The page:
I have yet to see data on how many businesses, particularly small and medium enterprises, in Metro Manila will not survive 2020 as a consequence of the COVID-19 pandemic. A few will probably start reopening by next week, some more perhaps by June 1. And of those that can resume by the second semester, I doubt very much if most will make it to the end of the year.
The most vulnerable, in my opinion, are freelancers, “professionals in general,” self-employed individuals, professionals working as consultants, small enterprises with limited cashflow, service enterprises with fewer than 10 employees, family-owned retail establishments, and small businesses run by families of overseas Filipino workers. Include on the list even small law firms, small medical and dental practices including neighborhood clinics, barbershops and salons, nail salons and spas, and small contractors and engineering firms. Small hotels and resorts and travel-related or travel-associated businesses, and travel-related transportation companies will also have much difficulty.
But while international travel and tourism may be dead in the water for now, I still see some opportunities in local or domestic tourism, particularly to destinations accessible by private land transport. Small families with private vehicles can still do weekends in private houses with pools or access to beaches; private lodges in cool climate destinations like Tagaytay and Baguio cities; and private farms with nature-related activities. It is a matter of how the owners of these private lodgings can strictly follow the required health and safety protocols.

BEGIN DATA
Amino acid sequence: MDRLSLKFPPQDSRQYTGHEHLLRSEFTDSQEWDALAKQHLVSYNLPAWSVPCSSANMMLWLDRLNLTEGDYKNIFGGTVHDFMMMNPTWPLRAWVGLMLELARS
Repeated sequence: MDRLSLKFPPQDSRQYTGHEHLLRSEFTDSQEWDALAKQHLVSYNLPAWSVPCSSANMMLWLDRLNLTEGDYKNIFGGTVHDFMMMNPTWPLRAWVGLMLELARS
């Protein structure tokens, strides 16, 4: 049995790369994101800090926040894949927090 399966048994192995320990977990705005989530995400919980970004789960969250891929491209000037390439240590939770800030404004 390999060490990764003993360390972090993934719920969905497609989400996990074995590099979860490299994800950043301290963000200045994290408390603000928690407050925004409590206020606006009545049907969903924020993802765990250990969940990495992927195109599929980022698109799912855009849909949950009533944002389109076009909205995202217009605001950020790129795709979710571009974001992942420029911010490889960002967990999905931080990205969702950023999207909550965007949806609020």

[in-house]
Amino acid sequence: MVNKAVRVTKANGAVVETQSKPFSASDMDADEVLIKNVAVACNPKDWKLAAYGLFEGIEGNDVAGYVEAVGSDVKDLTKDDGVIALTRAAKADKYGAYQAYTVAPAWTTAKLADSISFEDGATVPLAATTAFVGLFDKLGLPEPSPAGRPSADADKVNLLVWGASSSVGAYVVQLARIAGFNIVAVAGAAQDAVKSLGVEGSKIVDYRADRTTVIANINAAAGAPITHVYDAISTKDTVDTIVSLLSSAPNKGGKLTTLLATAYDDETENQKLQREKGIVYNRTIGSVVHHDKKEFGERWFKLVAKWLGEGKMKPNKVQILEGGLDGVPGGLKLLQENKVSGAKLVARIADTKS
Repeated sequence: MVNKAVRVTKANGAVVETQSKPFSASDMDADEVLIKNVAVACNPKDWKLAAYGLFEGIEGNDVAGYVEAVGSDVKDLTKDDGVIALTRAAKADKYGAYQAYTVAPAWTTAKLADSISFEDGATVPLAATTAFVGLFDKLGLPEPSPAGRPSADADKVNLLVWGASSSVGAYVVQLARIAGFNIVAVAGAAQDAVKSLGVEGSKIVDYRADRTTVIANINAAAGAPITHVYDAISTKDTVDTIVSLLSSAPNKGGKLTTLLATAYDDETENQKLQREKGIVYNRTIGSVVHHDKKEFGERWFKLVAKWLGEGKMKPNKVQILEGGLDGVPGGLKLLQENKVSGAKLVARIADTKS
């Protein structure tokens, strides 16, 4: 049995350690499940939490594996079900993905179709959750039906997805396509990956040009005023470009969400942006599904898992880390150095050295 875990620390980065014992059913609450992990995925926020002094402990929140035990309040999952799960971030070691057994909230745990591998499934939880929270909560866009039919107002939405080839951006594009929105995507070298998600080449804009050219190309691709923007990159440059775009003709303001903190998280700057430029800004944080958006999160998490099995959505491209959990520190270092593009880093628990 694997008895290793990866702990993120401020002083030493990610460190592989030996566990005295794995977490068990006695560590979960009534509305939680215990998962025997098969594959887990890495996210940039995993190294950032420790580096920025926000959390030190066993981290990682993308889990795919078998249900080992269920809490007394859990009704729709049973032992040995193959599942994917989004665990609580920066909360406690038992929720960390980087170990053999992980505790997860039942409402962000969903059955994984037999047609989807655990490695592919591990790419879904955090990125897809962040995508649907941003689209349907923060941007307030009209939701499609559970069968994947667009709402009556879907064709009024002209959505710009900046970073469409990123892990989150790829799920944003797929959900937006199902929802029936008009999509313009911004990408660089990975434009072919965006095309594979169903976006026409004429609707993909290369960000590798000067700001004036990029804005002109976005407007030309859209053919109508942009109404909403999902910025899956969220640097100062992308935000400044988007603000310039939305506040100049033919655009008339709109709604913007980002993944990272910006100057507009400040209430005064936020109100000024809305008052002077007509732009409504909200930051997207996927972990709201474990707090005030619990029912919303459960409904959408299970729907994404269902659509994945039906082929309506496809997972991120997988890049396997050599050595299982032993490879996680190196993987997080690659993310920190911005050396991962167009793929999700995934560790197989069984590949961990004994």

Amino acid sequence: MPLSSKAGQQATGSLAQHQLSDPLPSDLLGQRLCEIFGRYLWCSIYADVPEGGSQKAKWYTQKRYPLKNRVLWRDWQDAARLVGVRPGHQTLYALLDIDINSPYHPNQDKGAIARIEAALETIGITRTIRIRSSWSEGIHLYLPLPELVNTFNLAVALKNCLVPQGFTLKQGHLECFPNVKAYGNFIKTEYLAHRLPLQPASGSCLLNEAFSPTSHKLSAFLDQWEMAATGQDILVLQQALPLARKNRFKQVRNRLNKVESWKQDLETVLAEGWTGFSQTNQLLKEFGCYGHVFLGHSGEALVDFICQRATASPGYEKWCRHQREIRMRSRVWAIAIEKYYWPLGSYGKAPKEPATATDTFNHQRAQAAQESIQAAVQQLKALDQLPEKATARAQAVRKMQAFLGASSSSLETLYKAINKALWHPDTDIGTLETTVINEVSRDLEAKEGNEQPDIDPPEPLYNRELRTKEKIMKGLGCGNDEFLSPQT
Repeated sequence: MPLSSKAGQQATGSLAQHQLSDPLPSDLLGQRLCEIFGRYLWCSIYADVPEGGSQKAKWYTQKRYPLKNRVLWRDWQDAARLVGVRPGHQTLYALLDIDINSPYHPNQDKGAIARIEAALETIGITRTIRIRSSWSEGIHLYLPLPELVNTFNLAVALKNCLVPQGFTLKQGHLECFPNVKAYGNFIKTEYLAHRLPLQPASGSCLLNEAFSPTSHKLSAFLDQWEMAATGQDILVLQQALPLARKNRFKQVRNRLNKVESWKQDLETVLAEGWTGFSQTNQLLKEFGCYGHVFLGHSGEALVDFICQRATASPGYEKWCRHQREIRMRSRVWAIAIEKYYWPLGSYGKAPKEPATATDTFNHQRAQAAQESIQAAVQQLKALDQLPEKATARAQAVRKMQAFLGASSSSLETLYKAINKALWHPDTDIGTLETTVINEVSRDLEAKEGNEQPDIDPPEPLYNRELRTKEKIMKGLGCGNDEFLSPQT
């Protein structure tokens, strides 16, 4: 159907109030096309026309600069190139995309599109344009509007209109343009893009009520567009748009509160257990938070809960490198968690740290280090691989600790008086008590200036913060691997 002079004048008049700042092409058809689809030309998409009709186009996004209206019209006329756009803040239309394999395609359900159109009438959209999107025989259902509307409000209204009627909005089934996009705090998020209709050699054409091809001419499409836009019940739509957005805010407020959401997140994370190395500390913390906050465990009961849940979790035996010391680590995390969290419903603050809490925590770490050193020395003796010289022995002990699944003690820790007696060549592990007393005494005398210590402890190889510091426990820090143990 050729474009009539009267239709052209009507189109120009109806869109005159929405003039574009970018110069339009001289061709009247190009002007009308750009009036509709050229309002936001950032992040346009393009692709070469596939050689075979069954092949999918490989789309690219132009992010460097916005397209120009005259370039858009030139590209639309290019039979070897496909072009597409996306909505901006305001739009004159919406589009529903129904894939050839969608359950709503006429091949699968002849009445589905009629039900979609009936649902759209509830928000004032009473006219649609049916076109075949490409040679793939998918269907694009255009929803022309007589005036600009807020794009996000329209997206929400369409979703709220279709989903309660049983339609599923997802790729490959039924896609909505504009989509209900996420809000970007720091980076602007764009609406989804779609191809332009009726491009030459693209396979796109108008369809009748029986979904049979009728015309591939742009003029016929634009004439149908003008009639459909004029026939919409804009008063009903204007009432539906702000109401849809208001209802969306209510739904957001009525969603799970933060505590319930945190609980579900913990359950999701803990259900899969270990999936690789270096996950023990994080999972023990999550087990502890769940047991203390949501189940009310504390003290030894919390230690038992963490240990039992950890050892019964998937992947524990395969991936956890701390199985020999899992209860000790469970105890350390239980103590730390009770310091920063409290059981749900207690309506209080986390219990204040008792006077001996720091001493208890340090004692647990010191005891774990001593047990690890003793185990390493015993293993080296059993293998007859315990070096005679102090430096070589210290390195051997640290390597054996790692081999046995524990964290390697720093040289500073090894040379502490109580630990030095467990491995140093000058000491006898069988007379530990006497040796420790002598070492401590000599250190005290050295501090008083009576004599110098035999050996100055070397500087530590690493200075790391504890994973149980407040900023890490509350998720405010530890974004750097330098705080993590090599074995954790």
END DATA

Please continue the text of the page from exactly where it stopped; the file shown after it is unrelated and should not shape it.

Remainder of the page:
But for many businesses that can still afford to restart, the concern is who can still afford to patronize them? A lot of people in the metropolis have lost their sources of income. Even those with some money tend to be more frugal in times of crisis. Business and consumer confidence are down. People are not ready to start spending for anything beyond basic necessities unless they are certain of surplus income in the medium to long term.
The Philippine Star has reported a recent survey by PwC Philippines indicating that less than 20% of start-ups in the country have enough cash to sustain their business operations for more than a year amid the impact of COVID-19. This was based on PwC-hosted discussions sometime last month with 90 start-up founders in the country. The survey showed only 19% of start-ups have cash good for over 12 months, while only 17% have the ability to sustain the business for more than 12 months if the enhanced community quarantine (ECQ) is extended, the Star reported. After May 15, Metro Manila, Laguna, and Cebu will be under modified enhanced community quarantine (ECQ) until May 31. It remains uncertain if this will be extended beyond May 31.
The Star also reported the survey showing that during the ECQ, 51% of start-ups have reduced their level of operations. One the bright side, 49% have also started offering a new product or service. My concern, however, is new offerings and the shift to the digital space is not enough to make up for what was lost and will be lost in the manufacturing, retail, and service industries.
Meanwhile, BusinessWorld reported that a survey last month by the Employers Confederation of the Philippines (ECoP) showed 67% of respondents said their companies postponed expansion or investment decisions because of COVID-19. The respondents were 148 large companies and 115 micro enterprises.